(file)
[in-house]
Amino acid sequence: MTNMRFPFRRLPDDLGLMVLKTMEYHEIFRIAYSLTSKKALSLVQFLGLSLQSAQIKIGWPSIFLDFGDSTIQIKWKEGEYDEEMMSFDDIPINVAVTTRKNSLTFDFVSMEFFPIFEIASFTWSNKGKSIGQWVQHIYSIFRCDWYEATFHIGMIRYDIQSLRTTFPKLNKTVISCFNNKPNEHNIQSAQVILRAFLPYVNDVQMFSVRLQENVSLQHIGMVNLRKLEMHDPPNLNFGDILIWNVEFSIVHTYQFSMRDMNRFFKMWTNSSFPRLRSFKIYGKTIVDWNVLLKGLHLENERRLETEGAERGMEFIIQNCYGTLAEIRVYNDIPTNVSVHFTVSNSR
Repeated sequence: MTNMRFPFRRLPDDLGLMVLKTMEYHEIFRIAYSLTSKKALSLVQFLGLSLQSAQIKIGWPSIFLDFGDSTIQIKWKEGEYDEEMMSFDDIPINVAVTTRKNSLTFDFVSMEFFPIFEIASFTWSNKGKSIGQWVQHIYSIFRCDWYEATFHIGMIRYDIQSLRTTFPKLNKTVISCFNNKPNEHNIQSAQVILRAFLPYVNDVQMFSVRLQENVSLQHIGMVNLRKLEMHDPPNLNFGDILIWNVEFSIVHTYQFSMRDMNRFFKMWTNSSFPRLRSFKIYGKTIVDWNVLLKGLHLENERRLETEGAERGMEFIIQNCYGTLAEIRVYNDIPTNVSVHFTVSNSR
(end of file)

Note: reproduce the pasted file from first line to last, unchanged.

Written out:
[in-house]
Amino acid sequence: MTNMRFPFRRLPDDLGLMVLKTMEYHEIFRIAYSLTSKKALSLVQFLGLSLQSAQIKIGWPSIFLDFGDSTIQIKWKEGEYDEEMMSFDDIPINVAVTTRKNSLTFDFVSMEFFPIFEIASFTWSNKGKSIGQWVQHIYSIFRCDWYEATFHIGMIRYDIQSLRTTFPKLNKTVISCFNNKPNEHNIQSAQVILRAFLPYVNDVQMFSVRLQENVSLQHIGMVNLRKLEMHDPPNLNFGDILIWNVEFSIVHTYQFSMRDMNRFFKMWTNSSFPRLRSFKIYGKTIVDWNVLLKGLHLENERRLETEGAERGMEFIIQNCYGTLAEIRVYNDIPTNVSVHFTVSNSR
Repeated sequence: MTNMRFPFRRLPDDLGLMVLKTMEYHEIFRIAYSLTSKKALSLVQFLGLSLQSAQIKIGWPSIFLDFGDSTIQIKWKEGEYDEEMMSFDDIPINVAVTTRKNSLTFDFVSMEFFPIFEIASFTWSNKGKSIGQWVQHIYSIFRCDWYEATFHIGMIRYDIQSLRTTFPKLNKTVISCFNNKPNEHNIQSAQVILRAFLPYVNDVQMFSVRLQENVSLQHIGMVNLRKLEMHDPPNLNFGDILIWNVEFSIVHTYQFSMRDMNRFFKMWTNSSFPRLRSFKIYGKTIVDWNVLLKGLHLENERRLETEGAERGMEFIIQNCYGTLAEIRVYNDIPTNVSVHFTVSNSR